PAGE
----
If you want to make a note of this, it's an important point you need to remember.

So a faster clock speed improves performance.

Right then, with that noted down, let's carry on.

So my programme now runs a bit faster.

It's taking about 45 seconds now but it is still too slow on this new processor.

If I extrapolate that 45 seconds across the thousands of students I need to use it on, it's still going to add up to far too long.

I haven't got that much time to run my programme.

So I found another new processor that I'm sure will fix my problem this time.

On the left side here, you can see my two processors again.

So the old one, which is the one we're currently on, has 8 megabytes of cache.

And the new one, which is at the bottom there, has 16 megabytes of cache.

If you remember, cache is the onboard memory of the CPU that bridges the gap between main memory, RAM, and the internal CPU components.

The new processor has twice as much cache as the old processor.

The processing speed would increase as cache size gets bigger.

So this means my programme would take less time the more cache I have, right? So if the processing speed increases, it means the time taken to process goes down.

What are the reasons for that change? I'd like you to pause the video here and head over to your worksheet and have a go at answering this question.

So why does more cache mean my programme takes less time to execute? If you want to presume when you're done, we'll go through the answers.

See when you get back.

Welcome back.

How did you get on? Did you know why it would decrease as my cache size gets bigger? Well, fetching from RAM is much slower than cache.

You remember those three levels are all much quicker than RAM with L1 cache being the quickest.

If less instructions can be stored at any one time in cache, the processor will have to fetch more from RAM.

On top of that, if RAM gets full, then it's even slower to go fetch more instructions from secondary storage.

So with more cache, more instructions can be stored and quickly available to the CPU, which means my speed increases and the processing time will go down.

Again, I'd like you to make sure you have this noted down 'cause it's a very key point you should make sure that you remember.

You want to do that now and we'll carry on afterwards.

Cool, hopefully you got that noted down and you're going to remember it.

Underline it a few times just to make sure.

So just to wrap up, the performance of a CPU core is affected by the clock speed and the cache size, and an increase in either will improve the performance of the processor, right? These are the key points from the activity.

Now let's keep going.

Next, we're going to have a look at the cores of a CPU.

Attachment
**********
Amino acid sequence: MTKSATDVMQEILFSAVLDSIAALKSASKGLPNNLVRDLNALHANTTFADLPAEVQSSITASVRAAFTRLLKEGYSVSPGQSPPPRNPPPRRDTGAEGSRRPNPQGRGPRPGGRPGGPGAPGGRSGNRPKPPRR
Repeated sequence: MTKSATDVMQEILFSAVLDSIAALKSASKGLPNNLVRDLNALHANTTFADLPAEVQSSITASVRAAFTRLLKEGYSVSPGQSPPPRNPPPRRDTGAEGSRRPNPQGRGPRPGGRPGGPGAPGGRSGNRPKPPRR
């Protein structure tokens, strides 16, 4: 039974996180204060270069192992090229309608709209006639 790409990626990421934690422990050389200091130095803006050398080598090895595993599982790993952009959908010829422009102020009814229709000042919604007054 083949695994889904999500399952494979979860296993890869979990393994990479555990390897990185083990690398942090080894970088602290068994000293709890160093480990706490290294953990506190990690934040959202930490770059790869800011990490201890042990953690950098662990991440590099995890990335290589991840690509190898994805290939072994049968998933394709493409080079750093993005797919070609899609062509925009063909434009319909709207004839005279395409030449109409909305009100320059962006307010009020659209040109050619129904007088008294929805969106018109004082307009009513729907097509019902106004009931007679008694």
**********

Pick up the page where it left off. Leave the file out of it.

So far, we've been treating every CPU as if it only has one core.

This is not the case for most modern processors.

In fact, most modern processors will have between two, which are called dual-core, and eight, which are called octa-core processors, right? And each core can complete its own fetch-decode-execute cycles.

So I think one last upgrade will really fix my computer problems. This new processor has four cores, whereas my old processor only had two.

Again, in theory, my processor is going to now do twice as many cycles per second, right? If there's twice as many cores and they can complete their own fetch-decode-execute cycles, you would think I could do twice as many fetch-decode-execute cycles in the same time.


Some programmes can be split and executed on each core separately.

If they're very different instructions, they can be executed individually on each core.

But some instructions will need to use data from a previous instruction, right? So if we did a calculation first, we might need that for our next instruction.

And if that instruction was on another core, the data needs to be transferred between them.

So in order to share data, the cores are connected by channels and important data can be sent from one core to another across these channels.

On the right-hand side here, you can see some diagram showing how these channels are set up for different core counts.

So a single core needs no channels, right? Because it's just one core.

It does the same fetch-decode-execute cycles.

Dual-cores will on have one channel connecting the two of them so they can communicate with each other.

Three cores would have three channels.

Four cores would have six channels as you can see in this bottom diagram here, so they're all connected.

Now this means that some of the clock pulses will be used to send data between the cores, slowing the processing speed.

This excess computational cost is called an overhead.

So another activity for you here.

I have a statement: I think the doubling the amount of cores in my processor will make it twice as fast.

I want you to write a response to that statement that begins with I disagree because.

You want to head over to your worksheet, you have all this information there for you to complete the activity.

Come back when you're done and we'll go through it.

I'll see you when you get back.

Welcome back.

I hope you're able to write a statement disagreeing with my statement of doubling the amount of cores will make my process at twice as fast.

Hopefully you've picked up a pattern here.